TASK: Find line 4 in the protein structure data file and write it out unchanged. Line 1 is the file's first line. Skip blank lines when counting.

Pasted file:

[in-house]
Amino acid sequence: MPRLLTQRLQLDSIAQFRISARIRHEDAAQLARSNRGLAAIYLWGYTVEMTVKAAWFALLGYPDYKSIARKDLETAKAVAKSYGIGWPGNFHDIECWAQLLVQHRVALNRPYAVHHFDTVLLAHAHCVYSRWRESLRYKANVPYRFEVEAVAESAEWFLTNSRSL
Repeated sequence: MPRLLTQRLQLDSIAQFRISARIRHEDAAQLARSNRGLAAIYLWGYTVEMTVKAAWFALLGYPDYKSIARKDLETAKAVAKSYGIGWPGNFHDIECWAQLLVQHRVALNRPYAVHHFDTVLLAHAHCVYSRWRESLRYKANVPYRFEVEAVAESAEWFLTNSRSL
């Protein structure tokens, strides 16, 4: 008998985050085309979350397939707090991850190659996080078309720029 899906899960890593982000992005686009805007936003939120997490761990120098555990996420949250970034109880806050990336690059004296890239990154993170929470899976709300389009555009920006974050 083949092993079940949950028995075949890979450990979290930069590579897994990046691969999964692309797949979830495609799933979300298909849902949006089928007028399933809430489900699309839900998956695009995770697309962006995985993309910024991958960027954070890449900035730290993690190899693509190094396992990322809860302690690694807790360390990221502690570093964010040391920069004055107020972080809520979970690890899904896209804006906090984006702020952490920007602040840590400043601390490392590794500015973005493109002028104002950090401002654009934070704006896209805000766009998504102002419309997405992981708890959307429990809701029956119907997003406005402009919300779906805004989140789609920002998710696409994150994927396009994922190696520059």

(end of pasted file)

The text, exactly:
């Protein structure tokens, strides 16, 4: 008998985050085309979350397939707090991850190659996080078309720029 899906899960890593982000992005686009805007936003939120997490761990120098555990996420949250970034109880806050990336690059004296890239990154993170929470899976709300389009555009920006974050 083949092993079940949950028995075949890979450990979290930069590579897994990046691969999964692309797949979830495609799933979300298909849902949006089928007028399933809430489900699309839900998956695009995770697309962006995985993309910024991958960027954070890449900035730290993690190899693509190094396992990322809860302690690694807790360390990221502690570093964010040391920069004055107020972080809520979970690890899904896209804006906090984006702020952490920007602040840590400043601390490392590794500015973005493109002028104002950090401002654009934070704006896209805000766009998504102002419309997405992981708890959307429990809701029956119907997003406005402009919300779906805004989140789609920002998710696409994150994927396009994922190696520059």